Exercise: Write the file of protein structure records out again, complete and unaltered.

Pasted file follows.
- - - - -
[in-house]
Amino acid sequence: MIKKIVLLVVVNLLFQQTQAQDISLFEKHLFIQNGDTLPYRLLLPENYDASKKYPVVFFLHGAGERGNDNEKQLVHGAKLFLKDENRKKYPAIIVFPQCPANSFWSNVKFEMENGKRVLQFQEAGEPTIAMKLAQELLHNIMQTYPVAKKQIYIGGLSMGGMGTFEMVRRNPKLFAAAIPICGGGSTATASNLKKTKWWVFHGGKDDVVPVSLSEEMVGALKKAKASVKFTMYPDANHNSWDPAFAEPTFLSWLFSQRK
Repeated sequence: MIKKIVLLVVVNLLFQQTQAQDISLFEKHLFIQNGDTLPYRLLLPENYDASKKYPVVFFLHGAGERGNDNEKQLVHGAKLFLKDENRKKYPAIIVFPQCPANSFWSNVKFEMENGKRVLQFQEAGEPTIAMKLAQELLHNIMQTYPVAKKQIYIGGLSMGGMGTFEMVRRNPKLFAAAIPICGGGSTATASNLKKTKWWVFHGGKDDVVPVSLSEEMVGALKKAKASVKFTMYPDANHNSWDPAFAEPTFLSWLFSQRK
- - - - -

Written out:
[in-house]
Amino acid sequence: MIKKIVLLVVVNLLFQQTQAQDISLFEKHLFIQNGDTLPYRLLLPENYDASKKYPVVFFLHGAGERGNDNEKQLVHGAKLFLKDENRKKYPAIIVFPQCPANSFWSNVKFEMENGKRVLQFQEAGEPTIAMKLAQELLHNIMQTYPVAKKQIYIGGLSMGGMGTFEMVRRNPKLFAAAIPICGGGSTATASNLKKTKWWVFHGGKDDVVPVSLSEEMVGALKKAKASVKFTMYPDANHNSWDPAFAEPTFLSWLFSQRK
Repeated sequence: MIKKIVLLVVVNLLFQQTQAQDISLFEKHLFIQNGDTLPYRLLLPENYDASKKYPVVFFLHGAGERGNDNEKQLVHGAKLFLKDENRKKYPAIIVFPQCPANSFWSNVKFEMENGKRVLQFQEAGEPTIAMKLAQELLHNIMQTYPVAKKQIYIGGLSMGGMGTFEMVRRNPKLFAAAIPICGGGSTATASNLKKTKWWVFHGGKDDVVPVSLSEEMVGALKKAKASVKFTMYPDANHNSWDPAFAEPTFLSWLFSQRK